May 28, 2020
The big subscription streaming services like Netflix and Disney+ aren’t the only ones that are benefiting from stay-at-home mandates instituted by governments in response to the COVID-19 pandemic.
Some of the smaller players in the SVOD space, such as San Diego’s VET Tv, also are seeing spikes in viewership. The 3-year-old service, aimed at the military with original series known for their dark, irreverent humor, has seen its subscription base — which as of November 2019 stood at about 43,000 monthly subscribers — grow by roughly 25% since the pandemic started. And with the exception of only a couple of weeks, the company’s numbers have grown steadily week-over-week.
That growth, however, has not come without a cost.
“We’ve been carefully monitoring and following the rules and recommendations that have been put forth by the governor of California and the CDC,” said VET Tv president John Acevedo. “They have forced us to halt our normal production schedules and kept us from creating most of our new content, but thankfully, we have a fantastic creative team, and despite these challenges, our writers and production staff have done a great job of keeping a well-stocked library so we can continue to deliver new content to our viewers every week.”
VET Tv founder and CEO Donny O’Malley has taken to the airwaves recently to talk about COVID-19 and its impact on members of the military, particularly veterans, for whom the stay-at-home and social isolation mandates can have a crippling and sometimes deadly effect.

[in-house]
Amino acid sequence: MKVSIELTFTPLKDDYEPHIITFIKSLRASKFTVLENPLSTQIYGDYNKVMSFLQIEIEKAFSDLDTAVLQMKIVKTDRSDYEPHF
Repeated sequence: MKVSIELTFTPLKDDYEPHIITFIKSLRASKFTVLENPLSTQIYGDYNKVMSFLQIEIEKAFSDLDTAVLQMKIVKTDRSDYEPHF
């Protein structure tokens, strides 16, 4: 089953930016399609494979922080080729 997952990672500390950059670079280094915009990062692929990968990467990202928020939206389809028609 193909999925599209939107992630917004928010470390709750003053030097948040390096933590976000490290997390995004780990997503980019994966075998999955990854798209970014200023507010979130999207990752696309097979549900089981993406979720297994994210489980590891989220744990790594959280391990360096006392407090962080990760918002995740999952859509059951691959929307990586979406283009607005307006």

“In the veteran community, social isolation leads to poor mental health, which can lead to suicide,” O’Malley said. “Now we’re being told that we need to stay at home, isolate and shelter in place, which is dangerous, so we, as a community have to combat social isolation. Everything we do at VET Tv is geared toward reducing social isolation. First, we get them to laugh at their military experience and then we encourage them to re-connect with people they served with. And beyond that, we also connect them to nonprofits and organizations that can help improve their quality of life.
“These connections to people and organizations build community, and the end result is better mental health and less suicide. But it all starts with laughter and the shot of dopamine associated with that laughter.”
That’s why VET Tv has continued to churn out content for its viewers despite the filming and production challenges that the pandemic has presented.
“Even though we’ve had to halt our normal production schedule, we still feel that it is our duty to do whatever we need to do to give our veterans and active-duty servicemen and women an escape from the depressing feelings that come from social isolation, even if it’s for just 15 minutes a week,” O’Malley said. “And if we can do that and improve mental health thru comedy, we know that we can bring the suicide numbers down as well.”
VET Tv’s team has become increasingly creative with content and production. Of late, that has even meant incorporating user-submitted pieces and green-screen sketches into its offerings.
VET Tv promises its subscribers one new show a week and it has a strong lineup of shows in the queue, including its first-ever foray into non-scripted television with a documentary series titled “Veterans Laughing Together,” and a sequel to “A Grunt’s Life,” VET Tv’s hit series that was re-released as a full-length feature film in 2019.
So far, VET Tv has released a total of 17 original series and a feature film. Monthly subscriptions are $5.